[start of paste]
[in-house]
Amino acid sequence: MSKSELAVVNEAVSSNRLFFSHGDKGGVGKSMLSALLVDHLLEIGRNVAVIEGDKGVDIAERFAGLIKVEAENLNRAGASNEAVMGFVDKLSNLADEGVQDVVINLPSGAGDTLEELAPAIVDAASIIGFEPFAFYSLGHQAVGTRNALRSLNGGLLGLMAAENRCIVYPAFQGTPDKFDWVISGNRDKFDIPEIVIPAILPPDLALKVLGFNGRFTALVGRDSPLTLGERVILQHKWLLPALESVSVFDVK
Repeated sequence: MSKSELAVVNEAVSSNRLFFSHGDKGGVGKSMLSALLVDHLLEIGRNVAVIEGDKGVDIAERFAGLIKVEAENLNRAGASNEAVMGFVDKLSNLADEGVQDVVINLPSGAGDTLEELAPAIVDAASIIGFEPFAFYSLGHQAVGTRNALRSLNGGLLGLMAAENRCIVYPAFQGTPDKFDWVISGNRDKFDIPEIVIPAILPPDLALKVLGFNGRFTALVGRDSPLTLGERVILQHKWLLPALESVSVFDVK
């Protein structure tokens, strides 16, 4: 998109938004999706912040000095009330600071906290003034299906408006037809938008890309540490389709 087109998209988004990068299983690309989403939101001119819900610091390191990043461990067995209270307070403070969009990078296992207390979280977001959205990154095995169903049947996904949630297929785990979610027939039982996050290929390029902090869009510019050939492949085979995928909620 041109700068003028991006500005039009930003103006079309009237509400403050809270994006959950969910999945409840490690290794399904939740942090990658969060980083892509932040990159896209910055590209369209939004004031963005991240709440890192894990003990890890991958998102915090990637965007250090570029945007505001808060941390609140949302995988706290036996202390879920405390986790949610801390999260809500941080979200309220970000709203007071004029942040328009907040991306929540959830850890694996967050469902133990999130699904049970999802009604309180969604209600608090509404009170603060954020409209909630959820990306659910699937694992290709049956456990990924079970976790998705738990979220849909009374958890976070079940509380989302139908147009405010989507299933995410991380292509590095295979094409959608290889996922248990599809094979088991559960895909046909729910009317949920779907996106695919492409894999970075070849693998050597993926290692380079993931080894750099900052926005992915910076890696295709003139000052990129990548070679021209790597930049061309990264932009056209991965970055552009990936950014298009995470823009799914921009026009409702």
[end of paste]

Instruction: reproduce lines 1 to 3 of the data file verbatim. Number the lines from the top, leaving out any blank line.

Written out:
[in-house]
Amino acid sequence: MSKSELAVVNEAVSSNRLFFSHGDKGGVGKSMLSALLVDHLLEIGRNVAVIEGDKGVDIAERFAGLIKVEAENLNRAGASNEAVMGFVDKLSNLADEGVQDVVINLPSGAGDTLEELAPAIVDAASIIGFEPFAFYSLGHQAVGTRNALRSLNGGLLGLMAAENRCIVYPAFQGTPDKFDWVISGNRDKFDIPEIVIPAILPPDLALKVLGFNGRFTALVGRDSPLTLGERVILQHKWLLPALESVSVFDVK
Repeated sequence: MSKSELAVVNEAVSSNRLFFSHGDKGGVGKSMLSALLVDHLLEIGRNVAVIEGDKGVDIAERFAGLIKVEAENLNRAGASNEAVMGFVDKLSNLADEGVQDVVINLPSGAGDTLEELAPAIVDAASIIGFEPFAFYSLGHQAVGTRNALRSLNGGLLGLMAAENRCIVYPAFQGTPDKFDWVISGNRDKFDIPEIVIPAILPPDLALKVLGFNGRFTALVGRDSPLTLGERVILQHKWLLPALESVSVFDVK